Scene and sequel



Scene and sequel are two types of written passages used by authors to advance the plot of a
story Story or stories may refer to: Common uses * Story, a narrative (an account of imaginary or real people and events) ** Short story, a piece of prose fiction that typically can be read in one sitting * Story (American English), or storey (Britis ...
. ''Scenes'' propel a story forward as the character attempts to achieve a goal.Swain, p. 84-85. ''Sequels'' provide an opportunity for the character to react to the scene, analyze the new situation, and decide upon the next course of action.


The concept of a scene in written fiction has evolved over many years. Dwight V. Swain, in ''Techniques of the Selling Writer'' (1965) defined a ''scene'' as a unit of conflict, an account of an effort to attain a goal despite opposition. According to Swain, the functions of a scene are to provide interest and to move the story forward. The structure of a scene, as described by Swain, is (1) goal, (2) conflict, (3) disaster. In ''The Art of Fiction'' (1983), John Gardner described a scene as having an unbroken flow of action without a lapse of time or leap from one setting to another. Over the years, other authors have attempted to improve on the definition of ''scene'', and to explain its use and structure.


In addition to defining a scene, Swain described a ''sequel'' as a unit of transition that links two scenes, adding that a sequel functions to translate disaster into a goal, telescope reality, and control tempo. Swain also described the structure of a sequel as (1) reaction, (2)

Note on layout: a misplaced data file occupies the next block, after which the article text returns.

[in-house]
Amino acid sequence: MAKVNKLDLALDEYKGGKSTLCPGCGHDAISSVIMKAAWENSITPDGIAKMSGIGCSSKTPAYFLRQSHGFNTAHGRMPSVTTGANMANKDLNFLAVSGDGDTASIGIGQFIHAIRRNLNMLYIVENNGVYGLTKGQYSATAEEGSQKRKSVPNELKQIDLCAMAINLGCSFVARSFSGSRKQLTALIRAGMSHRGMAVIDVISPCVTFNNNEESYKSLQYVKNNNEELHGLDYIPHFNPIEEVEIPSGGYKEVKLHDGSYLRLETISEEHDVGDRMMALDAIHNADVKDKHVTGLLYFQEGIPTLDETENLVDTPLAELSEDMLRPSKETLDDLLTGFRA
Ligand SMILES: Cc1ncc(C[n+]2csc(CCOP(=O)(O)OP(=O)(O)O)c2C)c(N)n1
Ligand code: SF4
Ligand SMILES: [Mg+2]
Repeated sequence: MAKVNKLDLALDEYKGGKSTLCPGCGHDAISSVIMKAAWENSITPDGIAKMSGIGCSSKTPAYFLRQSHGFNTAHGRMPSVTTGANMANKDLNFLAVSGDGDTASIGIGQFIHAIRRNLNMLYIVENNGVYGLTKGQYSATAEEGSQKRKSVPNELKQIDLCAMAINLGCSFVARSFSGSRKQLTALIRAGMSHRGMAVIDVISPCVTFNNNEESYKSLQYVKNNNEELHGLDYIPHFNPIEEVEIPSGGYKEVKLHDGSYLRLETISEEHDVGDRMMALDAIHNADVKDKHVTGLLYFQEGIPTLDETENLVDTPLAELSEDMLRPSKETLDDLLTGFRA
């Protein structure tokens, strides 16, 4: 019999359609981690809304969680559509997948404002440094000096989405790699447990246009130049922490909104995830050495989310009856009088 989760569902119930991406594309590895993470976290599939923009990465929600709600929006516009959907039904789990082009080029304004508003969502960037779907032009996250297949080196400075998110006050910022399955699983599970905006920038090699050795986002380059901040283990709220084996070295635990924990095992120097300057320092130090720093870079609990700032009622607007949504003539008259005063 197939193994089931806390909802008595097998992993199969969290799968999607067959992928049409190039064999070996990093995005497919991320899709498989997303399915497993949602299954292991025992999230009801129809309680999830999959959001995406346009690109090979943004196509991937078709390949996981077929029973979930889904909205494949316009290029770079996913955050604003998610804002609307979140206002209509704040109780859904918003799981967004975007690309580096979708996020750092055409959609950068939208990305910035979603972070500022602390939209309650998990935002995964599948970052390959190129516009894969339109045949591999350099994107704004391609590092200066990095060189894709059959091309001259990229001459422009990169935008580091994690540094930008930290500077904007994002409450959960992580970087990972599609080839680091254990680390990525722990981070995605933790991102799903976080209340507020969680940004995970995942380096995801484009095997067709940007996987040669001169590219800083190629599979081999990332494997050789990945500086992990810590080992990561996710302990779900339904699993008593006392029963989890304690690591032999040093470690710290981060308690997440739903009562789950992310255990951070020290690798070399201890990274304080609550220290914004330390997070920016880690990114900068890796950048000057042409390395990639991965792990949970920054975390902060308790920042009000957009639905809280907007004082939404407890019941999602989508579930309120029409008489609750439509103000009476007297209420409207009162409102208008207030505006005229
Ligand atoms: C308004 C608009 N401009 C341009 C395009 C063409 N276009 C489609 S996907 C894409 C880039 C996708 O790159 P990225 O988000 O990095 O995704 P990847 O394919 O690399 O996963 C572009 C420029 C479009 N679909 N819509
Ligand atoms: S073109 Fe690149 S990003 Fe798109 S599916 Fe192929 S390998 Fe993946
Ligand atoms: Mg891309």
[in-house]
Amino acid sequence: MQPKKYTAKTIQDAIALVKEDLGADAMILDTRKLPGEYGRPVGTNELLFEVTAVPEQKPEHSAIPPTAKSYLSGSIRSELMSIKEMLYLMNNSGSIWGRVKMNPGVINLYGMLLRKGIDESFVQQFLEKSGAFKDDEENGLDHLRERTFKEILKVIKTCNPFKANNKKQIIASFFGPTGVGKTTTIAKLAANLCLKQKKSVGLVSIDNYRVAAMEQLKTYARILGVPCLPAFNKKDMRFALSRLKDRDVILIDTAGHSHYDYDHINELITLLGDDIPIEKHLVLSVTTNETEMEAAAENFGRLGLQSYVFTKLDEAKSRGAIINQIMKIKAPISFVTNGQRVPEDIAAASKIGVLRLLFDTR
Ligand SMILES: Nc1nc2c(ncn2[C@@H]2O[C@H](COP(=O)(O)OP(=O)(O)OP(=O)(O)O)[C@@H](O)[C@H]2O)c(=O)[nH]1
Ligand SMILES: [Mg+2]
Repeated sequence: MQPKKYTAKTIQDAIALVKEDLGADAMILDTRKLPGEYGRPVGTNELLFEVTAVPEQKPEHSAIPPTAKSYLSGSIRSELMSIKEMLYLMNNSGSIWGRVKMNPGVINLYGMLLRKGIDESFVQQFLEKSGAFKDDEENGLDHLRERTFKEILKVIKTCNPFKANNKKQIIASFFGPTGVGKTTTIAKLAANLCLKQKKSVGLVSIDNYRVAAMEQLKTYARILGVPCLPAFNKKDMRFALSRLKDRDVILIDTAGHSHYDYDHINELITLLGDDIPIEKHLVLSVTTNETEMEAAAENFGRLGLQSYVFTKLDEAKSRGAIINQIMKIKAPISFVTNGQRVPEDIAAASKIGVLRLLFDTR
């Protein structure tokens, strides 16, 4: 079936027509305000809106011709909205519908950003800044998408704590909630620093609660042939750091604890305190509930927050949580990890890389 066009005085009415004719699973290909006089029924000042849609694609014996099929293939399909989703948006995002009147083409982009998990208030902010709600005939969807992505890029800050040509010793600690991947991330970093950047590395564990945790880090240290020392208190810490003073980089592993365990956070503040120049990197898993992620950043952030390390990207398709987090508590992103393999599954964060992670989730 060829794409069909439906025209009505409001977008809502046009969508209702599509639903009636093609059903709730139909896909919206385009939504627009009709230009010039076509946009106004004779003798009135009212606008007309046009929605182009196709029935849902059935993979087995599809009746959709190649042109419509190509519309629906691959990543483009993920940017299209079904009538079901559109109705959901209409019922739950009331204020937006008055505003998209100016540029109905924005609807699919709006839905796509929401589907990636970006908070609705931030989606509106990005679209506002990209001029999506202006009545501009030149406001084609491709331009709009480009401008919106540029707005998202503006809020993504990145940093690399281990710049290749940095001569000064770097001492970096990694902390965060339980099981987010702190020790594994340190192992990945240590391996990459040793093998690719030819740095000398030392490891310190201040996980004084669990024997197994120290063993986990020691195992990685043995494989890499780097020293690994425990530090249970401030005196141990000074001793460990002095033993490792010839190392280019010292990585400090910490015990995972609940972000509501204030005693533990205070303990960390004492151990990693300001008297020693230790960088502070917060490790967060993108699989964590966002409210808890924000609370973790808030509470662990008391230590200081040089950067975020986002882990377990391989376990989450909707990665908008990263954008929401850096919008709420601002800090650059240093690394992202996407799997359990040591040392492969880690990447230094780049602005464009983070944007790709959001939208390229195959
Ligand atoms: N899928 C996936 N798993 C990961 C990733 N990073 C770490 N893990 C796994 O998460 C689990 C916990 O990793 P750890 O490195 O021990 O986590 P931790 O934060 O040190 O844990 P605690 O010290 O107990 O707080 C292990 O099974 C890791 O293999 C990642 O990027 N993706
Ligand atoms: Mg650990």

dilemma A dilemma ( grc-gre, δίλημμα "double proposition") is a problem offering two possibilities, neither of which is unambiguously acceptable or preferable. The possibilities are termed the ''horns'' of the dilemma, a clichéd usage, but disti ...
, and (3) decision. Other authors have attempted to improve on the definition of a ''sequel'' and to explain its use and structure.

Proactive vs. reactive

Rather than viewing scenes and sequels as distinct types of passages, some authors express the concept as two types of scenes: proactive and reactive.

Scenes and sequels

Swain defined, described, and explained scene and sequel as if they were separate entities, but then he explained that they must complement each other, linking together smoothly into a story. He went on to observe that *An author controls pacing by the way he proportions scene to sequel. *Flexibility is important, versus a mechanical approach. *The peaks and valleys in a diagram of a story correspond to scenes and sequels.

Structural units of fiction